I’ve heard some bad things about durable general powers of attorney

And don’t know if I should include one in my estate plan.

The modern POA allows a competent individual, the principal, to preselect someone he or she trusts to deal with financial matters, currently and/or if he or she ever becomes incapacitated, hence its durability. The document should be flexible enough to deal with the unexpected, hence it is general in the scope of authority and not limited. The sharp rise in the number of people with Alzheimer’s and other forms of dementia and the need to qualify elderly relatives for Medicaid as a way to cover nursing home care directly corresponds with the dramatic increase in POA use in the 1990’s. If a POA has not been executed then legal proceedings may be necessary to have someone declared incompetent pursuant to several medical opinions. If appropriate, the court then appointments a conservator to handle the ward’s financial affairs. POAs are inexpensive and effective legal tools that avoid costly and emotional conservatorships.

Some articles have been written stating that general financial powers of attorneys are really nothing more than a license to steal. Sadly, in the hands of a dishonest agent an overly broad POA can be abused. To avoid self-dealing of the agent, the client and a knowledgeable attorney need to work together to determine who will make a trustworthy attorney-in-fact and to draft a document that defines the level of authority to be given to the agent and builds in appropriate oversight.

When selecting an agent(s) look for someone you know with a history of sound moral and ethical conduct and who also has a good credit history, which evidences an ability to handle potentially compromising situations and money wisely. Also look for someone with a basic understanding of business matters. The agent may be your spouse or an adult child, but not if they have a history of out of control spending, addiction or financial instability. You should also carefully select the attorney that drafts your POA. Your lawyer should be able to easily answer your questions and explain recent changes in the law. You should look for defined sections in the document that deal with your various assets and clearly addresses your concerns about gifting powers and Medicaid. And you may want a provision that requires regular accountings to you while you are mentally competent, or to another relative or a third party as a check on the agent’s powers to spend.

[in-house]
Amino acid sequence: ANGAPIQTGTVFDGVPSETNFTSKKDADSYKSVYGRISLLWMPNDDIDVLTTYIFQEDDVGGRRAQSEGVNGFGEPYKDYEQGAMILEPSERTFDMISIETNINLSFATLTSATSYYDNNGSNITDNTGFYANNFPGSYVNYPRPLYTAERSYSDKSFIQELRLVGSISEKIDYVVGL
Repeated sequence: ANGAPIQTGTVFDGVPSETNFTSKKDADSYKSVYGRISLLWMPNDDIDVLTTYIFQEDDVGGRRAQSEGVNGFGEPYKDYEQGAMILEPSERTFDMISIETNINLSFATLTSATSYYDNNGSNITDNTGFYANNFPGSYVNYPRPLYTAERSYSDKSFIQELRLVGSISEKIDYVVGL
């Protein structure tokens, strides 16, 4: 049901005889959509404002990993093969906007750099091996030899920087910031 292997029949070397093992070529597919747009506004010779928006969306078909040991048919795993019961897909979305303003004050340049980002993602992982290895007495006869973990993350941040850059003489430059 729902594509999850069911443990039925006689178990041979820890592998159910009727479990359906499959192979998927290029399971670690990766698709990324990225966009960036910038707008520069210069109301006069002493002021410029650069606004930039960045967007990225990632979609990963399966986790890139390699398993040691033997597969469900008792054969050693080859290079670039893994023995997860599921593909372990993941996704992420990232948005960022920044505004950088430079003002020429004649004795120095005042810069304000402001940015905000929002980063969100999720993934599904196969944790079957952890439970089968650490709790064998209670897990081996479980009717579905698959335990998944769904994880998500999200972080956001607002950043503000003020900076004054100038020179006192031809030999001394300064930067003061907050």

Like homeowner’s insurance for which you select a deductible and predetermine if you want extra coverage for jewelry and other valuables, when deciding on the provisions for a durable general power of attorney you first have to make sound decisions about who will serve as agent and what authority the attorney-in-fact actually needs. Home owners insurance is a good thing and in the right hands a well drafted durable general power of attorney is an invaluable planning tool that can give you peace of mind and save you and your family thousands of dollars. A poorly drafted document in the wrong hands can be problematic, lead to litigation and allow your hard earned assets to be wasted.


Disclaimer:  Information contained in this column is meant to be of general information on frequently asked questions concerning disability, elder law, estate planning and probate law, and does not contain specific legal advice to a client.  No attorney-client relationship is created by reading this column.

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